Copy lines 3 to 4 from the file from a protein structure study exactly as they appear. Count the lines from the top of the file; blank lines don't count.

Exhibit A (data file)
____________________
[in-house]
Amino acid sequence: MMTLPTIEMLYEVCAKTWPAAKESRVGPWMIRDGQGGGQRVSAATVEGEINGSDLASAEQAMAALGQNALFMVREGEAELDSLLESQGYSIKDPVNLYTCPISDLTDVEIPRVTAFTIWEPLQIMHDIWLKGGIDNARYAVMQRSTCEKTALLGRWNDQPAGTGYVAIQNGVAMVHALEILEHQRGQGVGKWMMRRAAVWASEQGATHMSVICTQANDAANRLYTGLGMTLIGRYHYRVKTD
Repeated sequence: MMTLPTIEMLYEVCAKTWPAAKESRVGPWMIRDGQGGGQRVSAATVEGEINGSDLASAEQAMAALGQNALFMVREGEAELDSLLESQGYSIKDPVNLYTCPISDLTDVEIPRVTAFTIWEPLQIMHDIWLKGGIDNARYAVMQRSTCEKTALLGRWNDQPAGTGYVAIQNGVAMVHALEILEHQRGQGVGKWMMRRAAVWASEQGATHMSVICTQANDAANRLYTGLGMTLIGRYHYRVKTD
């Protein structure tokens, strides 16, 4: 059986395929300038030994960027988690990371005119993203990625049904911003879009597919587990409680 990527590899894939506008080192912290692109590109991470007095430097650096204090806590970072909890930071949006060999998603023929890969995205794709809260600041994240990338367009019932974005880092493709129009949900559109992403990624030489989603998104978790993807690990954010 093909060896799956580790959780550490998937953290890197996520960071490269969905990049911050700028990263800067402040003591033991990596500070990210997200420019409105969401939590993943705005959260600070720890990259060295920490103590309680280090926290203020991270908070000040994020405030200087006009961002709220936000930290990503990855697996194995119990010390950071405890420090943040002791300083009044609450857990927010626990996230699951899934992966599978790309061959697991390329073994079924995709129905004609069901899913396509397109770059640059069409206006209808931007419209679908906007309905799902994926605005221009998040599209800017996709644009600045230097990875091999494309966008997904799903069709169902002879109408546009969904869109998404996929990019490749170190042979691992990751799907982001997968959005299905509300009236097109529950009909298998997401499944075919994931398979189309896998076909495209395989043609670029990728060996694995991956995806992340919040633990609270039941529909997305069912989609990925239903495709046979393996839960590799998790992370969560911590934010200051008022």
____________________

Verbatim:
Repeated sequence: MMTLPTIEMLYEVCAKTWPAAKESRVGPWMIRDGQGGGQRVSAATVEGEINGSDLASAEQAMAALGQNALFMVREGEAELDSLLESQGYSIKDPVNLYTCPISDLTDVEIPRVTAFTIWEPLQIMHDIWLKGGIDNARYAVMQRSTCEKTALLGRWNDQPAGTGYVAIQNGVAMVHALEILEHQRGQGVGKWMMRRAAVWASEQGATHMSVICTQANDAANRLYTGLGMTLIGRYHYRVKTD
């Protein structure tokens, strides 16, 4: 059986395929300038030994960027988690990371005119993203990625049904911003879009597919587990409680 990527590899894939506008080192912290692109590109991470007095430097650096204090806590970072909890930071949006060999998603023929890969995205794709809260600041994240990338367009019932974005880092493709129009949900559109992403990624030489989603998104978790993807690990954010 093909060896799956580790959780550490998937953290890197996520960071490269969905990049911050700028990263800067402040003591033991990596500070990210997200420019409105969401939590993943705005959260600070720890990259060295920490103590309680280090926290203020991270908070000040994020405030200087006009961002709220936000930290990503990855697996194995119990010390950071405890420090943040002791300083009044609450857990927010626990996230699951899934992966599978790309061959697991390329073994079924995709129905004609069901899913396509397109770059640059069409206006209808931007419209679908906007309905799902994926605005221009998040599209800017996709644009600045230097990875091999494309966008997904799903069709169902002879109408546009969904869109998404996929990019490749170190042979691992990751799907982001997968959005299905509300009236097109529950009909298998997401499944075919994931398979189309896998076909495209395989043609670029990728060996694995991956995806992340919040633990609270039941529909997305069912989609990925239903495709046979393996839960590799998790992370969560911590934010200051008022």